Montreal hosts global programming event
By: Rafael Ruffolo
ComputerWorld Canada (17 Sep 2007)
OOPSLA 2007, an international conference on Object-Oriented Programming, Systems, Languages and Applications bringing together a wide variety of computing professionals, is coming to Montreal next month.
The conference offers demonstration sessions, panel discussions and keynote speeches geared towards industry practitioners, managers and researchers. Speakers will address subjects such as improving programming languages and software development, as well as exploring new programming methods. The event will also host doctoral students who will get the opportunity to interact and present their work to industry researchers.
"We have a fair number of managers from various IT organizations coming to the conference," Richard Gabriel, OOPSLA 2007 conference chair, said. "This year's event in particular has a real superstar lineup as we have some keynote speakers that people in the field would try over a ten-year period to see. But, we've got them all."
One such keynote speaker is Gregor Kiczales, a professor of computer science at the University of British Columbia. Kiczales is known for his work on Aspect-oriented programming (AOP) and helped lead the Xerox PARC team that developed the AspectJ programming language. He intends to talk about how people work together toward building and using complicated systems.
"We have these very scientific and technical theories that account for how people work together versus the social factors that account for how people work together, and everybody knows that the middle is where the action is," Kiczales said.
"The thing I want to claim our field should work on over the next 10 years is that theory in the middle of how people work and how technology works and I think that could have a dramatic impact on what we do."
Kiczales said that AOP, which is what he's most known for, touches on these same issues. He said it's about how different people see the same thing in different ways.
"I've been working with AOP a little over 10 years now and what I'm trying to do now is go back to this set of intuitions that produced AOP and fish out the next idea," Kiczales said.
Because the OOPSLA conference is so diverse, he said, both technologists and methodologists will have the opportunity to hear these ideas together; something the specialized nature of most conferences fail to address.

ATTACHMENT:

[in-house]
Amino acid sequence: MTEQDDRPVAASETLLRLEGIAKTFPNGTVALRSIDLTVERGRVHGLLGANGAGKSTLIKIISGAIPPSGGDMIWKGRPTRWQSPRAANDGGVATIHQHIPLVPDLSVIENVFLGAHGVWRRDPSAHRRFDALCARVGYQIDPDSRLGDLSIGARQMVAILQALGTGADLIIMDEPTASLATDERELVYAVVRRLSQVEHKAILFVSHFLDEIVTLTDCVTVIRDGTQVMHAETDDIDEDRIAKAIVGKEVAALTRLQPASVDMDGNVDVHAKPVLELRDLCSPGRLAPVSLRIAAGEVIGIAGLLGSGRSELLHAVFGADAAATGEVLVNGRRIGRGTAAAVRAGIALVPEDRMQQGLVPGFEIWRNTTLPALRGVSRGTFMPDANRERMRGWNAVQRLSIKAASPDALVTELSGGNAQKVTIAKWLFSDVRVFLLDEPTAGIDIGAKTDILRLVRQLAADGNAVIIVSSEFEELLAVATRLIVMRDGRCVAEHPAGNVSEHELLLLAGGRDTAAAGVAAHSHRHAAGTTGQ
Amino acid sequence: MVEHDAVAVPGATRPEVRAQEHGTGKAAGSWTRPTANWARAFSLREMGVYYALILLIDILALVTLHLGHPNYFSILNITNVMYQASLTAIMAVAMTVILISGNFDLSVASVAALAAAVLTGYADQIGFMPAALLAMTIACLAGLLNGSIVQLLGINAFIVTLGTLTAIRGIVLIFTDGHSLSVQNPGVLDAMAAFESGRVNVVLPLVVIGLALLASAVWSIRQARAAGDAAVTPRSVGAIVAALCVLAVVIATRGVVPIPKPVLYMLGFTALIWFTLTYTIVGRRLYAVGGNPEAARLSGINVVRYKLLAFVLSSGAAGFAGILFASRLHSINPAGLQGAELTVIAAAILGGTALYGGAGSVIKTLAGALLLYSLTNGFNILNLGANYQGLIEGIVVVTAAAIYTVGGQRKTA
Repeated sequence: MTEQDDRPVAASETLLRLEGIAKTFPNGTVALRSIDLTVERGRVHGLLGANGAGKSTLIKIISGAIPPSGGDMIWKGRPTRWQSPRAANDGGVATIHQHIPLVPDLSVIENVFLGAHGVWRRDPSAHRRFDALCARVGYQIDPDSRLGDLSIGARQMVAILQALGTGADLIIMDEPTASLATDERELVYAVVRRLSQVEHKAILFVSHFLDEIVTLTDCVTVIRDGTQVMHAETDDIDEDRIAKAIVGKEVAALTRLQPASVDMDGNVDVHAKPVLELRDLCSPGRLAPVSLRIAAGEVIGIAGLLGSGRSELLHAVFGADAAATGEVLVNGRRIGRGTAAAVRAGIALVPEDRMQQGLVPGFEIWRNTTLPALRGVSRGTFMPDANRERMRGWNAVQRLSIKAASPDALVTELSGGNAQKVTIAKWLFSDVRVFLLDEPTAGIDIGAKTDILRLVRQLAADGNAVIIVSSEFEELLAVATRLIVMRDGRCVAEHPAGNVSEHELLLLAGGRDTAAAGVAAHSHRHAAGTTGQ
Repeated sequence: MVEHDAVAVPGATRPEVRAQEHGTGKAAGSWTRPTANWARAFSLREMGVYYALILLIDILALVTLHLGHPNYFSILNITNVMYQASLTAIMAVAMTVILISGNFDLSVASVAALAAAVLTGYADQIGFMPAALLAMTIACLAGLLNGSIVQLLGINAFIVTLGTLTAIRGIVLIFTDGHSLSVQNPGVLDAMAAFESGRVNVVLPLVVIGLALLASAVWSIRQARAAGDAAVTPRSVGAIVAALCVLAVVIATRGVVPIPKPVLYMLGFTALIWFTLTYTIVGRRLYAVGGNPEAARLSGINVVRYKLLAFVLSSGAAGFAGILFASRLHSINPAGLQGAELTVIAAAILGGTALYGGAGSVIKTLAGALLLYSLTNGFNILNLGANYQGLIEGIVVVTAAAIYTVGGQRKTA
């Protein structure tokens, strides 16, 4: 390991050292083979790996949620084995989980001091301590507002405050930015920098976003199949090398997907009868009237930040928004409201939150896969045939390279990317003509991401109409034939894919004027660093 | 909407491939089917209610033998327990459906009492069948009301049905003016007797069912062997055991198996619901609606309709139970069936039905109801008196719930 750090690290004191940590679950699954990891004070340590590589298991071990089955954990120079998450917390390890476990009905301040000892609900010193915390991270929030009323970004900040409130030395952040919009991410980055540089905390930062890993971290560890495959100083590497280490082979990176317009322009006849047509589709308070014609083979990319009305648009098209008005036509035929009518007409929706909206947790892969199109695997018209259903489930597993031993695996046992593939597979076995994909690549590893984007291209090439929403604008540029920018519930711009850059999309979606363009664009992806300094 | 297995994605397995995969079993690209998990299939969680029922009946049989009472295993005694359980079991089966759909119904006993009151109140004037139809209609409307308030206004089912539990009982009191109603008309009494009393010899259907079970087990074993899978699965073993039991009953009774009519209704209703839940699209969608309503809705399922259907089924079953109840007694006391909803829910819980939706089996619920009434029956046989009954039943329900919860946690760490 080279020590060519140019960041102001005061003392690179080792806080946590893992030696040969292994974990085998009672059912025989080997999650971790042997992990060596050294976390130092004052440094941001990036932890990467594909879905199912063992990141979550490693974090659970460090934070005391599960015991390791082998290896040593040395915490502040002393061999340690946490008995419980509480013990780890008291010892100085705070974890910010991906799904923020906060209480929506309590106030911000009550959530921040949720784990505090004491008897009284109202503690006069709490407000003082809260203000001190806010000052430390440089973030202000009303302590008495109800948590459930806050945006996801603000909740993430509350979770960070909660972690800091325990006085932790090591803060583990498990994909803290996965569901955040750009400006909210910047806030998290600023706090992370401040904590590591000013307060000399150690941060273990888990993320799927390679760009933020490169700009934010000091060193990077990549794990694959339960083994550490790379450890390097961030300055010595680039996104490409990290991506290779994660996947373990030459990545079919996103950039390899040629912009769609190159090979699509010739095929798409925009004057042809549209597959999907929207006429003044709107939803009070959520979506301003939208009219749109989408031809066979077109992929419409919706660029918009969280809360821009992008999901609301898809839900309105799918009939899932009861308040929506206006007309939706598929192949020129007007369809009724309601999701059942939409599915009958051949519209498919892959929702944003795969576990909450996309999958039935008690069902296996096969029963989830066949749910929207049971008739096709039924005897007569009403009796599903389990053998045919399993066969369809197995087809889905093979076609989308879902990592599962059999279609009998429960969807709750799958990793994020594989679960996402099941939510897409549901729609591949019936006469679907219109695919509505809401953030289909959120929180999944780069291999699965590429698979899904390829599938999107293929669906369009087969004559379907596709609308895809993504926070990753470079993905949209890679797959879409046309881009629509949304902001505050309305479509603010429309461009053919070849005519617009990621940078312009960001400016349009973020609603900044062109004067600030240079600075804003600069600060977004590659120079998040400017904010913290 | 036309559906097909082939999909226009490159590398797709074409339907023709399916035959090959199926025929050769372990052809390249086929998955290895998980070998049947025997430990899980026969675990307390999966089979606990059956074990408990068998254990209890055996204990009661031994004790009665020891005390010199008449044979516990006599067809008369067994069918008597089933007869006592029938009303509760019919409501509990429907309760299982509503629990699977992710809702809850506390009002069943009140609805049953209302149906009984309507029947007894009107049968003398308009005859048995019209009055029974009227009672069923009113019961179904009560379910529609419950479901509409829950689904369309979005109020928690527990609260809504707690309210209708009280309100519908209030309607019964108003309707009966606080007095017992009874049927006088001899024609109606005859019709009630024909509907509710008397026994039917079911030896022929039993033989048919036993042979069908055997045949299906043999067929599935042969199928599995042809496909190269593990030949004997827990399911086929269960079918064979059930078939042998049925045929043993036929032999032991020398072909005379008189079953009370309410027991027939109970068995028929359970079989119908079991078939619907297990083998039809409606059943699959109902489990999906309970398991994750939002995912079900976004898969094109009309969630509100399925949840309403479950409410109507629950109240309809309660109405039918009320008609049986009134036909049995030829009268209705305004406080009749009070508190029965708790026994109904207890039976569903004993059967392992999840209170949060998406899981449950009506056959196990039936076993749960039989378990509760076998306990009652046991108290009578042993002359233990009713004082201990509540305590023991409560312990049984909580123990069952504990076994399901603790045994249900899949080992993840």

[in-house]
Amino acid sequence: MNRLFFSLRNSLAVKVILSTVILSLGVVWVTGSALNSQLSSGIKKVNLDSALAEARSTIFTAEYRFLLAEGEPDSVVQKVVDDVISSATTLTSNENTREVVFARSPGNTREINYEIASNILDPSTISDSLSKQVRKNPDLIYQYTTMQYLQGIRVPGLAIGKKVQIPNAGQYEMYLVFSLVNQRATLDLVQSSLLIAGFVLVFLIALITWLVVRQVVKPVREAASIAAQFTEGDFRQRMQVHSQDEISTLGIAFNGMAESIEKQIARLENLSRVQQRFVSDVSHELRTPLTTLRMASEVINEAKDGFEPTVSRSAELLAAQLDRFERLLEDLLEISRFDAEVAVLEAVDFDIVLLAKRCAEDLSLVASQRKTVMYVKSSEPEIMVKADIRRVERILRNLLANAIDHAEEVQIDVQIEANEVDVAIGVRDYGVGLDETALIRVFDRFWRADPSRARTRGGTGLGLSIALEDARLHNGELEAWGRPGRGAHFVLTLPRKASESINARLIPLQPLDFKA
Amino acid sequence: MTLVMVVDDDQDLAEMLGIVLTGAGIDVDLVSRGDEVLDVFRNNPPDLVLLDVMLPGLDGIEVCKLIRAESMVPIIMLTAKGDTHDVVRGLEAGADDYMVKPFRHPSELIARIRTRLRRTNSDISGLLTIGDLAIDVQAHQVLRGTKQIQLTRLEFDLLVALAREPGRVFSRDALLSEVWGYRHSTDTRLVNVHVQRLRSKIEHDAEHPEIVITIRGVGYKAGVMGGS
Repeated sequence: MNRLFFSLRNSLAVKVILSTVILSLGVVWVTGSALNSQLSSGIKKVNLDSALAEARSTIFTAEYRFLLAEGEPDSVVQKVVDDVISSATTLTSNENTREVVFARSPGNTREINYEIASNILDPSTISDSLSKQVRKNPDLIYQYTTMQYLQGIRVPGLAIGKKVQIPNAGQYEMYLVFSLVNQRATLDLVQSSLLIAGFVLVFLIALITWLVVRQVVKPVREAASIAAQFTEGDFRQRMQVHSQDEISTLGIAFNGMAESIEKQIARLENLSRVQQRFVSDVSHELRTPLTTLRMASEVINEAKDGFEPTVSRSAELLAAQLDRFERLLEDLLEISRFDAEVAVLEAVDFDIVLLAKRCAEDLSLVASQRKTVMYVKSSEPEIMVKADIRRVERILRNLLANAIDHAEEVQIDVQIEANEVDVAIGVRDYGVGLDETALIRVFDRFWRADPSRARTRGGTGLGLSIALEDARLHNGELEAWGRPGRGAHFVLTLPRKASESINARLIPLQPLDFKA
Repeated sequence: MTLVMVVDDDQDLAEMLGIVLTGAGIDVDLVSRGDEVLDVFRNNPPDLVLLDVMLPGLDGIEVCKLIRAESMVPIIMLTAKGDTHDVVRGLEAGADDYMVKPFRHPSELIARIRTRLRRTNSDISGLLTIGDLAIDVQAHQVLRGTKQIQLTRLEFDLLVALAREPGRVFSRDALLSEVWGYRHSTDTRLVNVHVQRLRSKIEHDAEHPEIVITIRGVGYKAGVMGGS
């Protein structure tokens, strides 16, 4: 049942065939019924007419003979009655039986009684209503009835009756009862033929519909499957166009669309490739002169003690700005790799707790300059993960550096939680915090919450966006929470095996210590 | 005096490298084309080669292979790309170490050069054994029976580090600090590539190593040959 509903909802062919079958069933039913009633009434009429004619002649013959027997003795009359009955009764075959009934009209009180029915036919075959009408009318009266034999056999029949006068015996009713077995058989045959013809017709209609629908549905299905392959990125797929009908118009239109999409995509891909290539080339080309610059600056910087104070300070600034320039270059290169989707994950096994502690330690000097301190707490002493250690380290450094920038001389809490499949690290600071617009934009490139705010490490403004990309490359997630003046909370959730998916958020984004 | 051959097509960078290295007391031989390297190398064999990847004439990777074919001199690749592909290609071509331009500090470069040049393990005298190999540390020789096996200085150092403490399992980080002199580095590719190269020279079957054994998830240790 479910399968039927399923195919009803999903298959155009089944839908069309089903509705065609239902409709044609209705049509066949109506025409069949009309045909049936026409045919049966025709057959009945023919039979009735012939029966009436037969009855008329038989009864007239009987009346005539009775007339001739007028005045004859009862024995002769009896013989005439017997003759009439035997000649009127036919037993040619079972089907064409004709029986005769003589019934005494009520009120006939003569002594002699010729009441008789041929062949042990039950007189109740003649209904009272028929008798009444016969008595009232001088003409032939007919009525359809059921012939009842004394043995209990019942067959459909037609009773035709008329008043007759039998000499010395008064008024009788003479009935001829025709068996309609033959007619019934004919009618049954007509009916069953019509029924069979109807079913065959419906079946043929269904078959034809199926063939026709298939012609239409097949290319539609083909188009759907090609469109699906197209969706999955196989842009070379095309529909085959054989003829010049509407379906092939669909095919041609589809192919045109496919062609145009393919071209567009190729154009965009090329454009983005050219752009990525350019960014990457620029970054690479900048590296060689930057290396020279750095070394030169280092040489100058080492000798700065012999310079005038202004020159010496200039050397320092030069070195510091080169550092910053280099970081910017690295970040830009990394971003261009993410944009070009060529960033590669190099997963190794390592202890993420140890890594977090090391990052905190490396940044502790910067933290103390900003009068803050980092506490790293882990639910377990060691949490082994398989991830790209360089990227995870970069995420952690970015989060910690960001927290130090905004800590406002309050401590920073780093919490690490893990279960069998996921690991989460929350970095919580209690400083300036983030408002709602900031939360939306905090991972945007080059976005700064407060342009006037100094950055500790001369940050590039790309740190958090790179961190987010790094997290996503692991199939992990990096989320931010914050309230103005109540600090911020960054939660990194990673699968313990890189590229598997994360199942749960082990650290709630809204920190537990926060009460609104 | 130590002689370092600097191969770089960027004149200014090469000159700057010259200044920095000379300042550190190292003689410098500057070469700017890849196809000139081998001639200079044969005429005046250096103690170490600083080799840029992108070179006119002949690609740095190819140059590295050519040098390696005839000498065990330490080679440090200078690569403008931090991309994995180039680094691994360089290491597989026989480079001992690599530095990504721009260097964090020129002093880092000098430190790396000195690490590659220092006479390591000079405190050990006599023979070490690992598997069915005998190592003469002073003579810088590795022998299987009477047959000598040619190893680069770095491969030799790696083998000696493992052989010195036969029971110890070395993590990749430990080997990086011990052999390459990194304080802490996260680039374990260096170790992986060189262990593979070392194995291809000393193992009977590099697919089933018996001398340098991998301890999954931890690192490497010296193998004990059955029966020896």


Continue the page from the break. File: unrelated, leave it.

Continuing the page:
"OOPSLA is really about this mix of people from our field trying to see the ideas that are going to be breaking in about five or 10 years from now," Kiczales said. "The thing that truly makes OOPSLA unique is the mix it brings together with practitioners, managers, consultants and researchers. You have people who believe that technology is the answer, people who believe that methods are the answer, and people who believe that management is the answer. And when you mix these sorts of people together you tend to produce insight."
Another notable speaker is John McCarthy, an Association for Computer Machinery (ACM) Turing Award winner, whose credits include coining the term "Artificial Intelligence" as well as inventing the Lisp programming language. McCarthy also did work in computer time-sharing technology and suggested it might lead to a future in which computing power and programs could be sold as a utility.
"This is going to be a talk from one of the most famous computer scientists ever at the tail-end of his career," Gabriel said, adding that McCarthy is expected to discuss his work on a programming language called Elephant 2000.
"He's been working on it for about 15 years now, but he doesn't talk about it much and has not released many papers on it, so it should be an interesting discussion," Gabriel said.
Gabriel said what he knows thus far about McCarthy's proposed programming language is that it's designed for writing and verifying programs that facilitate commercial transactions such as online airline bookings.
Frederick Brooke, another ACM Turing Award winner, is also speaking at the event and will discuss how companies can collaborate and "telecollaborate" to achieve conceptual integrity.
"He's going to deal with the issue of groups of people who are designing systems together, but aren't situated in the same place," Gabriel said. "A lot of his current research deals around the issue of virtual reality."
And speaking of virtual reality, two other notable speakers include Jim Purbrick and Mark Lentczner, who are software engineers behind the virtual world of Second Life.
The two will deliver keynotes on the event's Onward, which is about trying to look to the future, Gabriel said. "Large companies like IBM and Sun Microsystems have presences in Second Life, so we're hoping some of the higher level, business-type people who attend will be the target of this keynote."
OOPSLA organizers expect roughly 1,200 IT and computing professionals to attend the conference, now in its twenty-second year. The event runs from October 21 to 25, at the Palais des congrès de Montréal.